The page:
November 18, 2006

"out and about proxemicist"


graphite on paper
Posted by mark at 02:54 AM

November 16, 2006

"make nice love"


graphite on paper
Posted by mark at 02:52 PM

November 14, 2006

"volant autumn speculant"


graphite on paper
Posted by mark at 10:03 PM

November 08, 2006



graphite on paper
Posted by mark at 01:22 PM

November 05, 2006

"sporting naiveté"


graphite on paper
Posted by mark at 10:35 PM

November 03, 2006

"gee willikers to power"


graphite on paper
Posted by mark at 04:38 PM

November 01, 2006

"Dangling" at Dam, Stuhltrager

For years bloggers Barry Hoggard of bloggy and James Wagner of have offered an invaluable, lively glimpse into their experience of the New York gallery scene and art community. This month at the request of Dam, Stuhltrager, they have taken an impressive inaugural turn at curating a group show of emerging (and as yet unrepresented) artists.

The show’s title “Dangling Between The Real Thing And The Sign In The Window” is derived from a 1973 address by the composer Morton Feldman and is reflective of the newly minted curators’ perception of a tension on display in today’s art world between substance and superficiality. The curators’ choices demonstrate that works of conceptual rigor and substance can be personal and lavishly beautiful with no diminishment of integrity.

Hoggard and Wagner acknowledge a collective interest “provoked by work that addresses humor, conceptualism, history, politics and the unexpected, so long as there is an identifiable aesthetic.” Their “organic, serendipitous” curatorial approach yields an uncalculated, unified comment on American character, both during wartime and during this aggressively redefining cultural moment.

Joy Garnett’s Rise, after Bosch (Superdome) offers a potent atmospheric swirl of the sun beam graced colosseum. The scene of gladiators and circuses becomes an icon of the abandonment by our self-proclaimed protectors. Here, painting registers as a rallying act of self-reliance and defiant beauty.

Like Garnett, Nicolas Garait’s assumption of authorship of media-stream imagery transforms distant “news” to on-the-scene reportage. Garait disentangles a double exposed film of found footage shot in Algeria during the 1954-1962 War of Independence and attaches a found soundtrack assembled from archive materials. Despite the decades of remove from their sources, these juxtaposed snippets of rescued scrap feel truer, more pertinently newsworthy than the real time war coverage presented through mainstream channels.

Ina Diane Archer re-imagines the early history of commercial film to include African-Americans as contributors “other than ciphers.” The smile-inducing film trailer for Black Ants in Your Pants of 1926 is an alternate history made manifest before our eyes, posing justice as the unassailable historical record. Archer’s work - and the show overall - reminds us that we are the ones who revise history to include or exclude possible futures.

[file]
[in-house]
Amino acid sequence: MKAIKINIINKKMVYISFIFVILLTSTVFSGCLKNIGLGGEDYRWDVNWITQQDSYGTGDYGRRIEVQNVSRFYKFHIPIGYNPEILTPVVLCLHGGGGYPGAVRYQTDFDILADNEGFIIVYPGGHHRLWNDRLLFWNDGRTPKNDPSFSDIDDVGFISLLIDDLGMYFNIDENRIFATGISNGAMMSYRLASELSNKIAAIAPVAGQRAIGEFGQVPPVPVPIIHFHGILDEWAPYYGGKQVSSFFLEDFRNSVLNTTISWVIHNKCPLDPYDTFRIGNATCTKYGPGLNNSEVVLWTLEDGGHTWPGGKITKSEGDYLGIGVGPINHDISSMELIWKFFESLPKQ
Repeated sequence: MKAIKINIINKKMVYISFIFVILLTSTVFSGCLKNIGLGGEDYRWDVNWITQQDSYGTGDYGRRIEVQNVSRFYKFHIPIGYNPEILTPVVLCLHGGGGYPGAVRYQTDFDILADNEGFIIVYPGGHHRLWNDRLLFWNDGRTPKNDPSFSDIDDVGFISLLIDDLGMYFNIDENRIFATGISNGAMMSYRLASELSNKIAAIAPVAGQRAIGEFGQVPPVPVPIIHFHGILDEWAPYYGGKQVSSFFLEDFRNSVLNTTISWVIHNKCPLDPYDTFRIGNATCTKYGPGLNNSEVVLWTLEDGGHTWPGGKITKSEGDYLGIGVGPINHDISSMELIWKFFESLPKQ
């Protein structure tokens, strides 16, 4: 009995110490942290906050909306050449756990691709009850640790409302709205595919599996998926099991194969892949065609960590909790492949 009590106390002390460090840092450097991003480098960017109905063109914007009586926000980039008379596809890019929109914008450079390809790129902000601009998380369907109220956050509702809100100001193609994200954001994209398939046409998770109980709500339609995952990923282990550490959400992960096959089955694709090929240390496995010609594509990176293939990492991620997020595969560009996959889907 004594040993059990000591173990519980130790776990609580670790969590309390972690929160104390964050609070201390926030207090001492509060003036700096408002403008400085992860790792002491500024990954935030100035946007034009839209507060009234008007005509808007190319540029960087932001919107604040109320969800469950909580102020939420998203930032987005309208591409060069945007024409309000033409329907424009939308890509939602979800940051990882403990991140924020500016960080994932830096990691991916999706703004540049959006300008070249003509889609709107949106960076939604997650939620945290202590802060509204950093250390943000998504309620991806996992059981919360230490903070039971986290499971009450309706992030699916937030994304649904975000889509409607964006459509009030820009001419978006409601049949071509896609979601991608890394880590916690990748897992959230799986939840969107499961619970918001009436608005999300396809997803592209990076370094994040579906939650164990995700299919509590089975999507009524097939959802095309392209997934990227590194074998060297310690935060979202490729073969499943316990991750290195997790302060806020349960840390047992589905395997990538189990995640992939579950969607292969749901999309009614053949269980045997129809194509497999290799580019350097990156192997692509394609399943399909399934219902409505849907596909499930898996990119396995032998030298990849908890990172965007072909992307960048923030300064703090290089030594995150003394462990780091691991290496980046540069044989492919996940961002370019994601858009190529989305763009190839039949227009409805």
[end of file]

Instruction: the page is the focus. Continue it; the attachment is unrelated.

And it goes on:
Peter Corrie presents a wall of off-the-wall, priced-to-move drawings of cacti, clouds, disembodied limbs, politically cryptic phrases and checkered paint. His installation achieves a world of cartoon logic and nightmare visions punctuated by spirit soothing scenes of untrammeled nature.

Jacques Louis Vidal’s drawings and lightbox sculpture, The Holy Art Project, provide a thrill ride for the eye, offering a dizzyingly complex neural net of Americana spectacle, mystical profundity... and roller coasters.

One of the cumulative and unexpected effects of “Dangling” is its curatorial reminder that to look unflinchingly upon the world is to see with a detachment that encompasses joy, humor and sheer beauty even amidst destruction. Arguably, this is most apparent in the focus of three works by Jaishri Abichandani. Her glamorous images of South Asian drag queens - some of whom have sought gender autonomy by acquiring political asylum in the U.S. - remind viewers that the concept of liberty is still an active, if struggling, component of America’s ideal.

It is in this context of human possibility that the viewer encounters Susan C. Dessel’s devastating Our Backyard: A Cautionary Tale. This sculptural installation is an instance where the literal becomes transcendent. No further spoilers provided here. Just go.

With surreptitious power, the works in this show take an unflinching and earnest look at the current moment. There is a strange joy evident in embracing the complexities that garnish simple truth. It is revealed by each work contributed to and - in the site specific case of Dessel’s installation - created for this group show. At Dam, Stuhltrager Gallery - until Nov. 13th - these gems of candor and unabashed beauty radiate that so-often-hoped-for culminating synergy: As with Democracy, the sum eclipses even its most spectacular parts.

Posted by tinsquo at 04:05 PM

October's Acrylic Palettes


Posted by mark at 01:45 AM